Social Media In The Workplace
By Amanda at Sage HR Advice
The business landscape was changed forever with the advent of social media. Using platforms like LinkedIn, Facebook and Twitter, companies of all sizes have revolutionised their ability to reach their existing and potential customers.
Not only this, but traditional recruitment channels are starting to be overtaken by the use of savvy social networking strategies to identify individuals with specific skill sets.
So social media is brilliant and every business should embrace it, right?
Not so fast. While there are some fantastic advantages to social media in the workplace, there are also disadvantages, which can potentially damage your business and its reputation.
There have been some high profile examples of employees uploading malicious, libellous or commercially sensitive tweets or updates, which has often got them dismissed. However, the damage to their employers has already been done, as countless people have read their posts and formed an opinion about the companies that they represented.
A Matter Of Trust
So what’s the solution? Ban everyone except managers and the social media team from using this technology at work? You could do, but you’d need to think carefully about the message you’re sending to your employees. If your staff think that you don’t trust them, then their morale could be severely damaged, and that’s a real problem.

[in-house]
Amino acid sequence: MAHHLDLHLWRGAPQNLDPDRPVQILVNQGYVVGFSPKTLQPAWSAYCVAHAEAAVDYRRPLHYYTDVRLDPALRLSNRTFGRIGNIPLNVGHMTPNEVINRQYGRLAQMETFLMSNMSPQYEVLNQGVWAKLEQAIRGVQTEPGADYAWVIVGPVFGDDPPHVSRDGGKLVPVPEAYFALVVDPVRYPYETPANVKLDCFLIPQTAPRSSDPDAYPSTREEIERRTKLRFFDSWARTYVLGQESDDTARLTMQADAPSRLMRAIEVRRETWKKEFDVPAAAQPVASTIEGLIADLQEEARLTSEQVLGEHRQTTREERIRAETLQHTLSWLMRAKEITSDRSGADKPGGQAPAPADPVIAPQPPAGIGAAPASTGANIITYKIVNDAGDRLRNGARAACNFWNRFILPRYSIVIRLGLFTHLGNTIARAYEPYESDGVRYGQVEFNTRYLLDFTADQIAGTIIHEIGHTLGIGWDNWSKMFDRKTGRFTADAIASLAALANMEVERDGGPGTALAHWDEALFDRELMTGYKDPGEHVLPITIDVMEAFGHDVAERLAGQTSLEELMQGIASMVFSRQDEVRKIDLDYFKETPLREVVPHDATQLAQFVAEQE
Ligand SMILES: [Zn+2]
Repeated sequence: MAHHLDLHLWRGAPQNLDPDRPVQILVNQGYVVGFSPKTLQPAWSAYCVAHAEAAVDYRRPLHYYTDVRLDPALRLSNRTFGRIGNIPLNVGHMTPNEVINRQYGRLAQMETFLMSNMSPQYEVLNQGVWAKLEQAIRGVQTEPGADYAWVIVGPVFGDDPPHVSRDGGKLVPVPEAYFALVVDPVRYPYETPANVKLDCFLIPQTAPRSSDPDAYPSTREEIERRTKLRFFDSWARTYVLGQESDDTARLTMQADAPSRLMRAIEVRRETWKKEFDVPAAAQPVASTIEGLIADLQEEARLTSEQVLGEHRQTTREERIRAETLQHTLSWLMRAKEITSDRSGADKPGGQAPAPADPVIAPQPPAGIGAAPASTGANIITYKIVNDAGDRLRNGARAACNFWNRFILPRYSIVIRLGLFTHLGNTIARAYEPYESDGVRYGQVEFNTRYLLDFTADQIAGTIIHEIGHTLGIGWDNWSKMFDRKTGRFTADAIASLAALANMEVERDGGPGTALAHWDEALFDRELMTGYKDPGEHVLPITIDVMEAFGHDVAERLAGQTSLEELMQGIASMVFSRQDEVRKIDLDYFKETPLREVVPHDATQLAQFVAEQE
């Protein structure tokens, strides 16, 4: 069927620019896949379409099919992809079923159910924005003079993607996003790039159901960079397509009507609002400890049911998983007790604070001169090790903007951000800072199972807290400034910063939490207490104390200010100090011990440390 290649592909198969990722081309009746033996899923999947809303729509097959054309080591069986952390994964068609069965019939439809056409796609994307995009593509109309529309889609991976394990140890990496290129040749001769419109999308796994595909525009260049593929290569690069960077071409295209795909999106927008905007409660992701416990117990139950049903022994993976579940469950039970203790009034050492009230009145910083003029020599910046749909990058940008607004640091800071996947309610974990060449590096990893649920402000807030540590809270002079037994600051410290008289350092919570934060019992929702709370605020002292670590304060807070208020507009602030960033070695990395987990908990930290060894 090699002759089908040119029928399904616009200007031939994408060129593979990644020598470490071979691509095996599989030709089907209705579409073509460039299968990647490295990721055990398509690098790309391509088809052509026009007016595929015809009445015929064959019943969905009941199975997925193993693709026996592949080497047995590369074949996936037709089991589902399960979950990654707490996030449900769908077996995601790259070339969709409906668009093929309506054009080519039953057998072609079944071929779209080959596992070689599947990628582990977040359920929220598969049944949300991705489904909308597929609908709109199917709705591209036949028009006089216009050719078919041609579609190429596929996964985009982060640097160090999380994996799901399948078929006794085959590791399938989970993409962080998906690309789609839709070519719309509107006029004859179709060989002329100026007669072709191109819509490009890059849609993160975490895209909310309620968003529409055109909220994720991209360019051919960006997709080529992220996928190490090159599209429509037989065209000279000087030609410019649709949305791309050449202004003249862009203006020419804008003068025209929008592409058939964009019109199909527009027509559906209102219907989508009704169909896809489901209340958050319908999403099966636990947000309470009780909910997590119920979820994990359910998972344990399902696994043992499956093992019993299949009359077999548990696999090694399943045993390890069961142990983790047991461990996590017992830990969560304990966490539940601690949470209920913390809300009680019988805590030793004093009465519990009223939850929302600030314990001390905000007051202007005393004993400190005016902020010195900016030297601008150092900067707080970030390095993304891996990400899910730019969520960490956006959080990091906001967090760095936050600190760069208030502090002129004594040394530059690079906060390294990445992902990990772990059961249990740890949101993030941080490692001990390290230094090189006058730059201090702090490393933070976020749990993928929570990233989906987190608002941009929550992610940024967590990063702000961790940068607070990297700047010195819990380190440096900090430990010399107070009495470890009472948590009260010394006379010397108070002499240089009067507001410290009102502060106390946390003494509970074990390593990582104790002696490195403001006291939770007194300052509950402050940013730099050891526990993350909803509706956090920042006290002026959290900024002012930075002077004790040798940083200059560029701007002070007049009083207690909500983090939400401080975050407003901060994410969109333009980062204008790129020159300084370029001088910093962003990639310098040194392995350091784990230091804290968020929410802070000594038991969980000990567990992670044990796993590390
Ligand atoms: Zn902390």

And then you have to consider what your employees are posting outside of work. If you block their social media activity at work, then the chances are that they will post from home. It’s also likely that a lot of your workers will have smartphones that enable them to post and tweet whenever they want to anyway.
One very popular and effective way of guiding how and when your employees use social media is to put a social media policy in place.
This type of policy, which you can include in your staff handbook, usually sits alongside your computers and IT monitoring policy. In it, you could include things like:
- The type of posts people can and can’t upload
- When social media sites can be used in work hours, if at all
- Guidance about bullying or discriminatory posts
- What measures you will enforce if the guidelines are breached
Remember, even if you have a blanket ban on social media sites at work, it’s still well worth having a social media policy in place to cover out of work postings.
It’s Decision Time
So should you block social networking altogether? It’s an option, but it won’t guarantee that negative posts won’t crop up on your employees’ Facebook or Twitter pages.
What’s more, banning this technology prevents you from taking advantage of the many benefits available to your business, no matter how computer literate you are.
Our advice? Take the time to put a policy together and get the best of both worlds.
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